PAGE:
Last week, I was having lunch with an acquaintance and she asked how my reading group was going. I said that my writing group was just fine and that, in fact, we were about to have our public reading. I mentioned that it was at the public library and was debating about whether or not to stick my neck out and actually invite her when she asked what the heck a public reading was. “So you read out loud and people critique you?”

She sounded more like she was making conversation rather than really asking, and when I tried to explain it, she didn’t seem all that excited, so I swallowed my invite.

Shy and already dreading the reading this week’s reading, that exchange bruised my ego a bit.  But now I’m wondering, do people actually know what goes on in a writing group? Are public readings mysterious? Since I know what they are, I assume everyone else does…including you. I’ve ranted, crowed, confessed to writing ADD and grumbled bitterly.

A public reading is really rather self explanatory: we reading publicly. Of course, it’s a little more involved than that. For my writer’s group’s public reading, we’re reading (out loud for the world to hear) sections, completed stories or poems that went through the review process. No critiquing will be involved. Well, in front of us at any rate. Who knows what people say when they leave.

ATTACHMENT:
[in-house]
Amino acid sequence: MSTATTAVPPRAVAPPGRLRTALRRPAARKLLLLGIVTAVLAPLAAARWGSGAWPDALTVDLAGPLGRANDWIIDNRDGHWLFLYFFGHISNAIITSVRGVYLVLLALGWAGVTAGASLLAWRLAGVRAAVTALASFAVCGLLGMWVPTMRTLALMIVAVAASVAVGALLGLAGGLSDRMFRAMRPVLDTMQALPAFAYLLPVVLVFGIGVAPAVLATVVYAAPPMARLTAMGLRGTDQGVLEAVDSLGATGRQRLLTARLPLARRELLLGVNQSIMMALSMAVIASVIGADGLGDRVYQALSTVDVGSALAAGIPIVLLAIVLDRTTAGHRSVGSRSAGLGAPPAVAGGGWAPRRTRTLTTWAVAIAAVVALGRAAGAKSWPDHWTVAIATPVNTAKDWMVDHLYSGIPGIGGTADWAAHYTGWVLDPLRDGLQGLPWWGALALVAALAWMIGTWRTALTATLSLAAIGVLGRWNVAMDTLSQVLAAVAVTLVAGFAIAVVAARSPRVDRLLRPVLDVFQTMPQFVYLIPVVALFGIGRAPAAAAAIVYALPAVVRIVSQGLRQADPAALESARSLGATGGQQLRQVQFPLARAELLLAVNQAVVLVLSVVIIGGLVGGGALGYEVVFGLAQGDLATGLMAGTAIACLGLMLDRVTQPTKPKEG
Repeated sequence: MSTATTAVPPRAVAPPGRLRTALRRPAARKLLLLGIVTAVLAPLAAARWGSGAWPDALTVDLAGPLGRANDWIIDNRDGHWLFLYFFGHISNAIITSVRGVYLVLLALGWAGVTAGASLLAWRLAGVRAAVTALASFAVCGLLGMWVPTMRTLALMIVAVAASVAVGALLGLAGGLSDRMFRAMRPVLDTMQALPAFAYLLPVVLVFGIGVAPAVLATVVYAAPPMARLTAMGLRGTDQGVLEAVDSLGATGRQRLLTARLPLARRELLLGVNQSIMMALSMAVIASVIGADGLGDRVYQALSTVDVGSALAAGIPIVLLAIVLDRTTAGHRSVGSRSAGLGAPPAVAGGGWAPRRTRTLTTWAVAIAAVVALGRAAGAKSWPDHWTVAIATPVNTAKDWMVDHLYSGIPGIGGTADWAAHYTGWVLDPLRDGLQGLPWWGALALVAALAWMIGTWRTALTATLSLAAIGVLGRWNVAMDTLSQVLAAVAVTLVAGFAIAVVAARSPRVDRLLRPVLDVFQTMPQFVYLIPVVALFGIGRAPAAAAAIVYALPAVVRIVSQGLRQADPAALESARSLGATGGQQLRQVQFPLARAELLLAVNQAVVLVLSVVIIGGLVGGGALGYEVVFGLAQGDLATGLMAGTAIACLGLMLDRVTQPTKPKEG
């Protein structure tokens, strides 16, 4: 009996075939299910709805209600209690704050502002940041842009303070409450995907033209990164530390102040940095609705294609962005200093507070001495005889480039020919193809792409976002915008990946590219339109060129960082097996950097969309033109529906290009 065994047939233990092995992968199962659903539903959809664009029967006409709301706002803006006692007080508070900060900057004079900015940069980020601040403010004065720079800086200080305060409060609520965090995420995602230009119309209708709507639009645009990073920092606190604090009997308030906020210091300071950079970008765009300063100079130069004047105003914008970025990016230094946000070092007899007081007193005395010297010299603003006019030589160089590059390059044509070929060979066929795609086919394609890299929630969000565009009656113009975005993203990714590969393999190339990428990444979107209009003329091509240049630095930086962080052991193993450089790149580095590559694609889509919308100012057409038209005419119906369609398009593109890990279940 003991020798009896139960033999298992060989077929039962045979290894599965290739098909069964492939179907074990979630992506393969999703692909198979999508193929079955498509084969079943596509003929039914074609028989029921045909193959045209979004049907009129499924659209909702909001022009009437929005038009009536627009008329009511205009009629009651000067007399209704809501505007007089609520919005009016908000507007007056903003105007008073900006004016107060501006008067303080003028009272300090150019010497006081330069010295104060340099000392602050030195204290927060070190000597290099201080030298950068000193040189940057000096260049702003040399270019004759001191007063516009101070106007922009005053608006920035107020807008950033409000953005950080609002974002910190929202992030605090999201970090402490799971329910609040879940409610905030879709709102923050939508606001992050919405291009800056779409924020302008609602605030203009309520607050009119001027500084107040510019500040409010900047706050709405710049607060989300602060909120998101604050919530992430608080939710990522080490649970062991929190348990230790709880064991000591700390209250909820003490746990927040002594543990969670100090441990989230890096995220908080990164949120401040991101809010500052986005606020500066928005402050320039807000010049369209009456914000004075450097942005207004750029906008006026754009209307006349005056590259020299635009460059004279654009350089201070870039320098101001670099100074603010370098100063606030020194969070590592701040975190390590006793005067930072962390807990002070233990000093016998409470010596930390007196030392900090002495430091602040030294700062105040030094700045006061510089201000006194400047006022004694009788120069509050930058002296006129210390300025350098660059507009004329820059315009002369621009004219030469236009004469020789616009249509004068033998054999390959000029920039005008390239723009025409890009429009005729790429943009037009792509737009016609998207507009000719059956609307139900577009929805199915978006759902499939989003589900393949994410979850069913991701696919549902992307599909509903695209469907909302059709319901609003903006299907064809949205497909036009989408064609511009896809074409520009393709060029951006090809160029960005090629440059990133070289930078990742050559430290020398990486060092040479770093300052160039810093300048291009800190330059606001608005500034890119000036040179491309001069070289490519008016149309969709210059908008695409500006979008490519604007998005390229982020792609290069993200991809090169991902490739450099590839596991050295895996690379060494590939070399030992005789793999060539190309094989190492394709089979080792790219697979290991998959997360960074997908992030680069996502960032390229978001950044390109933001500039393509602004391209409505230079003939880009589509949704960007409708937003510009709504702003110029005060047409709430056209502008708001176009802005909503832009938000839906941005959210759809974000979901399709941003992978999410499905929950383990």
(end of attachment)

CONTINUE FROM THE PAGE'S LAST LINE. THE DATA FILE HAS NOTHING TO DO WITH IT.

Generally, the critiquing happens within the group itself. During our meetings a person other than the writer reads the piece aloud. This lets the writer focus on the words they’ve written rather than worrying about reading them correctly. Commenting begins with what reader/listeners liked, as well as memorable scenes, phrases and characters. Next, we get into what people were confused about, when didn’t sit well with them and what they had questions on. All comments are about the writing and not the writer. Hearing so many different points of view helps a writer see if they’ve gotten their point across and see where they might have fallen down on the job.

And those are the subtle differences between a writing group and a public reading. Questions?


One thought on “Glossary

  1. Emily

    Makes sense to me. The differences, that is, and they do seem to be rather self-explanatory. But, I was a creative writing major at SCAPA. I’ve done the peer review and public [ish] reading thing before.

    Good luck!

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